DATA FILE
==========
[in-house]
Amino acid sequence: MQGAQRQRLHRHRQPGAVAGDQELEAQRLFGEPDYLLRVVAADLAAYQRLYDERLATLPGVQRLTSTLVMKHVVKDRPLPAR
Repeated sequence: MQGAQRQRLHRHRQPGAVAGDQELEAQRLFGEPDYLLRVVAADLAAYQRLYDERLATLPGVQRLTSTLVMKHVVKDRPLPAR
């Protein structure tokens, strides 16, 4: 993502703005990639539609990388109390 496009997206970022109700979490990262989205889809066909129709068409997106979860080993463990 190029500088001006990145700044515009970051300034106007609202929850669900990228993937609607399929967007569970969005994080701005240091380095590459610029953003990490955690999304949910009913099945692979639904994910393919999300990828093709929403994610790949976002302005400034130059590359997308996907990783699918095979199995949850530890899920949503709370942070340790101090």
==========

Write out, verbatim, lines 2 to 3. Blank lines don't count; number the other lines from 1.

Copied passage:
Amino acid sequence: MQGAQRQRLHRHRQPGAVAGDQELEAQRLFGEPDYLLRVVAADLAAYQRLYDERLATLPGVQRLTSTLVMKHVVKDRPLPAR
Repeated sequence: MQGAQRQRLHRHRQPGAVAGDQELEAQRLFGEPDYLLRVVAADLAAYQRLYDERLATLPGVQRLTSTLVMKHVVKDRPLPAR